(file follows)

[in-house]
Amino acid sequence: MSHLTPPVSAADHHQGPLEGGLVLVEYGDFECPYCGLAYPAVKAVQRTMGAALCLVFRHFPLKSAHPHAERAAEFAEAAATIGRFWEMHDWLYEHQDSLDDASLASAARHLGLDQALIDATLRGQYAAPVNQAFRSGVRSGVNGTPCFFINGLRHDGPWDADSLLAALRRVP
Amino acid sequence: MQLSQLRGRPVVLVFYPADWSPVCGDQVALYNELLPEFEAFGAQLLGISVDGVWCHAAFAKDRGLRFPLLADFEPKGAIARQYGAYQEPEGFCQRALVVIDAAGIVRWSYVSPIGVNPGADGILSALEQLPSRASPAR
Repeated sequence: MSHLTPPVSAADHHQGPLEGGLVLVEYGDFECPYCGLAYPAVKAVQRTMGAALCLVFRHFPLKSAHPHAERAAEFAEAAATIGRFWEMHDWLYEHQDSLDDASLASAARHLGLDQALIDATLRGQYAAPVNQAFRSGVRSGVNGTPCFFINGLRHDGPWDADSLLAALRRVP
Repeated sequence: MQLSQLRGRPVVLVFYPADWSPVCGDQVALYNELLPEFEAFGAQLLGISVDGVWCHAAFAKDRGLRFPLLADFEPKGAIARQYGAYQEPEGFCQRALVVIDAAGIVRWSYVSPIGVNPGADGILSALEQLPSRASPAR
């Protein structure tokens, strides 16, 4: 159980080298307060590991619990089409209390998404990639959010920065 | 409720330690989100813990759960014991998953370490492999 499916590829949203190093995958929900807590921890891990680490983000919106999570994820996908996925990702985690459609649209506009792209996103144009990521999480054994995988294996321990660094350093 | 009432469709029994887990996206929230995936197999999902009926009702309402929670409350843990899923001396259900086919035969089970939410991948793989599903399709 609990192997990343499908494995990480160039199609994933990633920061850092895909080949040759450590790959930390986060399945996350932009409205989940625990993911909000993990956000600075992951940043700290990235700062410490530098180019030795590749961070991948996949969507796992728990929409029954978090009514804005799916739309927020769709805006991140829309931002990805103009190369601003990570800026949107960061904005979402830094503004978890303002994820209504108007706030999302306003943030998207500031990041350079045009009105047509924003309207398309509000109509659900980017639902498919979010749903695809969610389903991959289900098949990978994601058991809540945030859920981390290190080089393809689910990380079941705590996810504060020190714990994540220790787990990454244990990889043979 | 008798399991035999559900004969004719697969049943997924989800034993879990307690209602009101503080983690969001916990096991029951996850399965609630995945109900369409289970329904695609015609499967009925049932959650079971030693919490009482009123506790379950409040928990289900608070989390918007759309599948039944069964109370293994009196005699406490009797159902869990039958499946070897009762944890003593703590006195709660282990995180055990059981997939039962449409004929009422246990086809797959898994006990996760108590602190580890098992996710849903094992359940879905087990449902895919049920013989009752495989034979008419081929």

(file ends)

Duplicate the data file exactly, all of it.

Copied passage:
[in-house]
Amino acid sequence: MSHLTPPVSAADHHQGPLEGGLVLVEYGDFECPYCGLAYPAVKAVQRTMGAALCLVFRHFPLKSAHPHAERAAEFAEAAATIGRFWEMHDWLYEHQDSLDDASLASAARHLGLDQALIDATLRGQYAAPVNQAFRSGVRSGVNGTPCFFINGLRHDGPWDADSLLAALRRVP
Amino acid sequence: MQLSQLRGRPVVLVFYPADWSPVCGDQVALYNELLPEFEAFGAQLLGISVDGVWCHAAFAKDRGLRFPLLADFEPKGAIARQYGAYQEPEGFCQRALVVIDAAGIVRWSYVSPIGVNPGADGILSALEQLPSRASPAR
Repeated sequence: MSHLTPPVSAADHHQGPLEGGLVLVEYGDFECPYCGLAYPAVKAVQRTMGAALCLVFRHFPLKSAHPHAERAAEFAEAAATIGRFWEMHDWLYEHQDSLDDASLASAARHLGLDQALIDATLRGQYAAPVNQAFRSGVRSGVNGTPCFFINGLRHDGPWDADSLLAALRRVP
Repeated sequence: MQLSQLRGRPVVLVFYPADWSPVCGDQVALYNELLPEFEAFGAQLLGISVDGVWCHAAFAKDRGLRFPLLADFEPKGAIARQYGAYQEPEGFCQRALVVIDAAGIVRWSYVSPIGVNPGADGILSALEQLPSRASPAR
């Protein structure tokens, strides 16, 4: 159980080298307060590991619990089409209390998404990639959010920065 | 409720330690989100813990759960014991998953370490492999 499916590829949203190093995958929900807590921890891990680490983000919106999570994820996908996925990702985690459609649209506009792209996103144009990521999480054994995988294996321990660094350093 | 009432469709029994887990996206929230995936197999999902009926009702309402929670409350843990899923001396259900086919035969089970939410991948793989599903399709 609990192997990343499908494995990480160039199609994933990633920061850092895909080949040759450590790959930390986060399945996350932009409205989940625990993911909000993990956000600075992951940043700290990235700062410490530098180019030795590749961070991948996949969507796992728990929409029954978090009514804005799916739309927020769709805006991140829309931002990805103009190369601003990570800026949107960061904005979402830094503004978890303002994820209504108007706030999302306003943030998207500031990041350079045009009105047509924003309207398309509000109509659900980017639902498919979010749903695809969610389903991959289900098949990978994601058991809540945030859920981390290190080089393809689910990380079941705590996810504060020190714990994540220790787990990454244990990889043979 | 008798399991035999559900004969004719697969049943997924989800034993879990307690209602009101503080983690969001916990096991029951996850399965609630995945109900369409289970329904695609015609499967009925049932959650079971030693919490009482009123506790379950409040928990289900608070989390918007759309599948039944069964109370293994009196005699406490009797159902869990039958499946070897009762944890003593703590006195709660282990995180055990059981997939039962449409004929009422246990086809797959898994006990996760108590602190580890098992996710849903094992359940879905087990449902895919049920013989009752495989034979008419081929």